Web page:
StreamPlot[{un[x, y], vn[x, y]}, {x, 0, 1}, {y, 0, 1},
StreamPoints -> Fine, StreamColorFunction -> Hue,
StreamColorFunctionScaling -> False,
PlotLabel ->
"Navier-Stokes flow for \!$$\*SubscriptBox[\(R$$, $$e$$]\)=100, \
Iteration 2. Norm = " <> ToString[norm]] A norm of more than 2% is not small enough to accept the solution as converged, so we have to proceed with the next iteration:

uvnMinusOne = uvn;
pde = NSOperator == {0, 0, 0} /. {u[x, y] -> un[x, y],
v[x, y] -> vn[x, y], re -> 100};
{state} =
NDSolveProcessEquations[{pde, bcs}, {u, v, p}, {x, y} \[Element]
mesh, Method -> {"FiniteElement",
"InterpolationOrder" -> {u -> 2, v -> 2, p -> 1},
"IntegrationOrder" -> 5}];
NDSolveIterate[state];
sol = state["FiniteElementData"]["Solution"];
uvn = Drop[sol, First[p /. split]];
norm = Norm[uvn - uvnMinusOne]/Norm[uv0]

{un, vn, pn} = {u, v, p} /. NDSolveProcessSolutions[state];

StreamPlot[{un[x, y], vn[x, y]}, {x, 0, 1}, {y, 0, 1},
StreamPoints -> Fine, StreamColorFunction -> Hue,
StreamColorFunctionScaling -> False,
PlotLabel ->
"\!$$\*SubscriptBox[\(R$$, $$e$$]\)=100, Iteration 3. Norm = " <>
ToString[norm]] We see that the norm is less than 10^-3, and we may accept the last iteration as a converged solution. We have now solved the fully non-linear Navier-Stokes equations for a 2D cavity flow.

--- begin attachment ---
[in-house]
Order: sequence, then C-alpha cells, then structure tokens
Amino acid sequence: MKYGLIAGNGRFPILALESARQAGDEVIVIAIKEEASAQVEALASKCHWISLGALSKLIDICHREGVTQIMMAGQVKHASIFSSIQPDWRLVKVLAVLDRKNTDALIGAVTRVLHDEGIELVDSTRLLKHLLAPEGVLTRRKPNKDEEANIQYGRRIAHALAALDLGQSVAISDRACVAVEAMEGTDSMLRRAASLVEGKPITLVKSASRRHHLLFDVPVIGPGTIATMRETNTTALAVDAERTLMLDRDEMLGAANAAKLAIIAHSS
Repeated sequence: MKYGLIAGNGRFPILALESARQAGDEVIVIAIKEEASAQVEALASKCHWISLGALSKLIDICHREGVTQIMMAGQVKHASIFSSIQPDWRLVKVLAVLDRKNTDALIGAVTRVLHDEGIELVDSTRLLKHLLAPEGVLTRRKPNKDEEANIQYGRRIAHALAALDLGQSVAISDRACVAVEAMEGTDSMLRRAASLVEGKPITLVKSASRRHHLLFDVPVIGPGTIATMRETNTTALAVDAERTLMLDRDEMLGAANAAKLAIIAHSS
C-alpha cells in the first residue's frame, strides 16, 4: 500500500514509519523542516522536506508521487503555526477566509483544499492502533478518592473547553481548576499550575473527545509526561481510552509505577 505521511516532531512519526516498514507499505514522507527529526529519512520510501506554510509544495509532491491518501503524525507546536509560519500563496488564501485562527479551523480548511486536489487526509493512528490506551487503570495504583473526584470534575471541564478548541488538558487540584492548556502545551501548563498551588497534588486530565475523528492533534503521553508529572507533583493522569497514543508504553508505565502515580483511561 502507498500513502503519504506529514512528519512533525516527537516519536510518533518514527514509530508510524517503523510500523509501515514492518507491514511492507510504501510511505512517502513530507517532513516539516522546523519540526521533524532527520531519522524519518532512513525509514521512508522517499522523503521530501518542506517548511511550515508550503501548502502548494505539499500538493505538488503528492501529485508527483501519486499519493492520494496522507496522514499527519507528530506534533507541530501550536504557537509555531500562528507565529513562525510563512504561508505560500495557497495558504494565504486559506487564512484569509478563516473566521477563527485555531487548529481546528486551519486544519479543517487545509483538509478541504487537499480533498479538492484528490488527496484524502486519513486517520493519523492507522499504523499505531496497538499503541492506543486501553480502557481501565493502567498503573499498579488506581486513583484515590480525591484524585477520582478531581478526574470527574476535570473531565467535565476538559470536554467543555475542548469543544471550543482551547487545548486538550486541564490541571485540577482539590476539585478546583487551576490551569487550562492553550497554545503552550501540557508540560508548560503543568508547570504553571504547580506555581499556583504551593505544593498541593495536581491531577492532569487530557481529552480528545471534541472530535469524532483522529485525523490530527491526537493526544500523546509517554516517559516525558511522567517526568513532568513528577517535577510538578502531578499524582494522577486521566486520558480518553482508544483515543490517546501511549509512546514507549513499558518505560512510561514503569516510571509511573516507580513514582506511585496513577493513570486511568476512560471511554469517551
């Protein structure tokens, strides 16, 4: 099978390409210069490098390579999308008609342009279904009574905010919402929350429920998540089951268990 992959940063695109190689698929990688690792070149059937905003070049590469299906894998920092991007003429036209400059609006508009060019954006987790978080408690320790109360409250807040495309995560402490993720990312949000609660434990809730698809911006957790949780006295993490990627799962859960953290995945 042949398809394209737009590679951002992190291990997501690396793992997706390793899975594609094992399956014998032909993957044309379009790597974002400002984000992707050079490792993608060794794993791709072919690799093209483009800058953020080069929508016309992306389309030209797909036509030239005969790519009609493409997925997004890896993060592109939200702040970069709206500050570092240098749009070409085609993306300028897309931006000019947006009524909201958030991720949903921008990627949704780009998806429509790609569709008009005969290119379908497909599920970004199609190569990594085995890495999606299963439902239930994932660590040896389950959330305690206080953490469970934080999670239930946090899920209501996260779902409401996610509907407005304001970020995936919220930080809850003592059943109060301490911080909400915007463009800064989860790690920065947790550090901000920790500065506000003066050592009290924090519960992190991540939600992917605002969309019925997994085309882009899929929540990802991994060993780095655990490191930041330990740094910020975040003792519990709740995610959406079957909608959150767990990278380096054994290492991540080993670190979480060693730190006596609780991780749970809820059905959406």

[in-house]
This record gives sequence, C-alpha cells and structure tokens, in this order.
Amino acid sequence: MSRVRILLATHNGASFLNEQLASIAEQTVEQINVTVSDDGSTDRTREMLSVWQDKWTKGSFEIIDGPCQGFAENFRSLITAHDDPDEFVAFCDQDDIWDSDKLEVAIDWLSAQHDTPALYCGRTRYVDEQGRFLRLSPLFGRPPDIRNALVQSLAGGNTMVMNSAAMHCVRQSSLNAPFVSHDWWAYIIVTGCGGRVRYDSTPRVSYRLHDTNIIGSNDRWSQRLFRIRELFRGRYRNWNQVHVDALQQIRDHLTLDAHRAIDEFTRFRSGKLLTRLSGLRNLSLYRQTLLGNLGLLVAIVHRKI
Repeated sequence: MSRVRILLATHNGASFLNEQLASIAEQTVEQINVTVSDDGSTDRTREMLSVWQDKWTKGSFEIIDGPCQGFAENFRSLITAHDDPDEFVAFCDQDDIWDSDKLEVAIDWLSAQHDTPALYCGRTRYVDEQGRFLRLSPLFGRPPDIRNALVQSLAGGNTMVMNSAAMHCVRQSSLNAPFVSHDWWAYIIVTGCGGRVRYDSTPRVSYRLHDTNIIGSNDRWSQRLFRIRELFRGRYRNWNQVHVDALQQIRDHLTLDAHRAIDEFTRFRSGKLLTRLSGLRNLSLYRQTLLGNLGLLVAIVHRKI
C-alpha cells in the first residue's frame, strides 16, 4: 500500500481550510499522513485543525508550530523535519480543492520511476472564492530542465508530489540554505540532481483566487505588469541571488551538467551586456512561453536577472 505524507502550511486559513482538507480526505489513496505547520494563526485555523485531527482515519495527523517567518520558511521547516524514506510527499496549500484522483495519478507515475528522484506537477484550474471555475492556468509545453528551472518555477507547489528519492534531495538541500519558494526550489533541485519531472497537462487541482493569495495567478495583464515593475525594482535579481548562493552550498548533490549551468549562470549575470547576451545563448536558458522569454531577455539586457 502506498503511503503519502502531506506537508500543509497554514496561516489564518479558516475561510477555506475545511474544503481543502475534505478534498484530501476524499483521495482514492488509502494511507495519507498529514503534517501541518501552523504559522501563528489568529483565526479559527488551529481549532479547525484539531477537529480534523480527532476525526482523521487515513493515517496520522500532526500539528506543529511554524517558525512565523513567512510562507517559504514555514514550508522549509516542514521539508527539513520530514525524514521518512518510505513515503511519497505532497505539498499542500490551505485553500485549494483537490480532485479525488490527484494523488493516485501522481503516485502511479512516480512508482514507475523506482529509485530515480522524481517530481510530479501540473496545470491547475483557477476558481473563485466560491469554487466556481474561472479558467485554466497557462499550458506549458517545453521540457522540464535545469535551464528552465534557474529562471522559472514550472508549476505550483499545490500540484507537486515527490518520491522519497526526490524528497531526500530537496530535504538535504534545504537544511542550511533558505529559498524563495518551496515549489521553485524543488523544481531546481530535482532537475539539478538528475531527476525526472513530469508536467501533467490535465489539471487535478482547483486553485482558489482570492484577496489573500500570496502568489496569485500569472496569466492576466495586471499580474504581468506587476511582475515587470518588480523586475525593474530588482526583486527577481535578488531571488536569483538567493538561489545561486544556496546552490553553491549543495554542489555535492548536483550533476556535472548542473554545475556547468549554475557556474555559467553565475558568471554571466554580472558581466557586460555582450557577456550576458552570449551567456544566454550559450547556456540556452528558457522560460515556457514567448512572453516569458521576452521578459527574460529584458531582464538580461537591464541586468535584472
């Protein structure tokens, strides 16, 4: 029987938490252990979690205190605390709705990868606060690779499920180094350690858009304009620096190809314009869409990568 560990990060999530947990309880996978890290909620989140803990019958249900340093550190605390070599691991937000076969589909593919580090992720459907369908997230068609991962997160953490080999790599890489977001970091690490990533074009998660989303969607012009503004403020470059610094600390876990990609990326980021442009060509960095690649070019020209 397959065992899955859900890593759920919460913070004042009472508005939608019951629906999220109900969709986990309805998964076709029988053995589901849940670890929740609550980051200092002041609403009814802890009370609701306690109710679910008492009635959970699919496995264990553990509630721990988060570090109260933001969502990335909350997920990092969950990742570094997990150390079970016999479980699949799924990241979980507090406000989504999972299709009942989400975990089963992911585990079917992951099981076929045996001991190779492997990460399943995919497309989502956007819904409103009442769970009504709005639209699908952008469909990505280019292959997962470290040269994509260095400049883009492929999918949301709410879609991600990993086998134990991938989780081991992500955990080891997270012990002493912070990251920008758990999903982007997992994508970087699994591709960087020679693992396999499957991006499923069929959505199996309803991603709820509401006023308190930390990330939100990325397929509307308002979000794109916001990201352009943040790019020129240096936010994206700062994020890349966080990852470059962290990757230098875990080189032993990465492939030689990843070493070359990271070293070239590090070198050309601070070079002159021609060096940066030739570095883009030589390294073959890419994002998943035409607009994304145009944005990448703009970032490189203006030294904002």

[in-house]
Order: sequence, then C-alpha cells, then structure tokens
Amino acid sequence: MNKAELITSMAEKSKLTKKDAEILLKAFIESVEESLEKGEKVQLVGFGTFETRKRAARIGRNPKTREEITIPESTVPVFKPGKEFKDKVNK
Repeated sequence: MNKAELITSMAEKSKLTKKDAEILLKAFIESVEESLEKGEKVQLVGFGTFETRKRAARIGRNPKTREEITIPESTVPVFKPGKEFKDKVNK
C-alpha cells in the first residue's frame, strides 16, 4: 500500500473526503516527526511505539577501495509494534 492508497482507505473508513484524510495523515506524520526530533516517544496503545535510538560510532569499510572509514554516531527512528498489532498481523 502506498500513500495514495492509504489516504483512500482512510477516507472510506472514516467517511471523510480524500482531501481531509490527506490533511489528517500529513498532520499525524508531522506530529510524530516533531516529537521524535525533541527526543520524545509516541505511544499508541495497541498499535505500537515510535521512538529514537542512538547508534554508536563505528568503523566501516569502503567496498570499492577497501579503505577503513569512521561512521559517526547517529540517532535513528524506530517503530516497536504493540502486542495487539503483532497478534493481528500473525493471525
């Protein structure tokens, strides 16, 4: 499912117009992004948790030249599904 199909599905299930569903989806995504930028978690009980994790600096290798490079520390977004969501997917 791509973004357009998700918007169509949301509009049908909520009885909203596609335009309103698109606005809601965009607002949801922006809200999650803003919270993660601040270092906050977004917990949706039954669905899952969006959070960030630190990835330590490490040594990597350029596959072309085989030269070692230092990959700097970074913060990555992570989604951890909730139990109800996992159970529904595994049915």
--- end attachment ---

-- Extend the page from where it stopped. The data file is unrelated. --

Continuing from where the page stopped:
I hope this small demonstration can be of inspiration to others. The big advantage of using the FE method is the flexibility of the method to discretize non-regular region geometries. This will allow us to solve 2D Navier-Stokes flows for much more complex geometries. I might return with some examples in a future post.

Ole Christian

5 Replies
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Posted 7 years ago
 Great! Cheers,Marco
Posted 7 years ago - you earned "Featured Contributor" badge, congratulations !Dear @Ole Christian Astrup, this is a great post and it has been selected for the curated Staff Picks group. Many people will receive a monthly digest featuring you post. Your profile is now distinguished by a "Featured Contributor" badge and displayed on the "Featured Contributor" board.
Posted 7 years ago
 By the way, you should, if you haven't yet, take a look at the analogical: FEM Solver for Navier-Stokes equations in 2D
Posted 7 years ago
 Thanks' for the cred! I will certainly have a look at it.
Posted 3 years ago
 Hi Ole, This is an awesome article. I tried implementing this myself, and seems to work really well! Im curious to know if there is a name to this algorithm, and if there is any reference on the method you suggest here. Especially with regards to solving the stokes problem, and then iterating. Thanks, Dev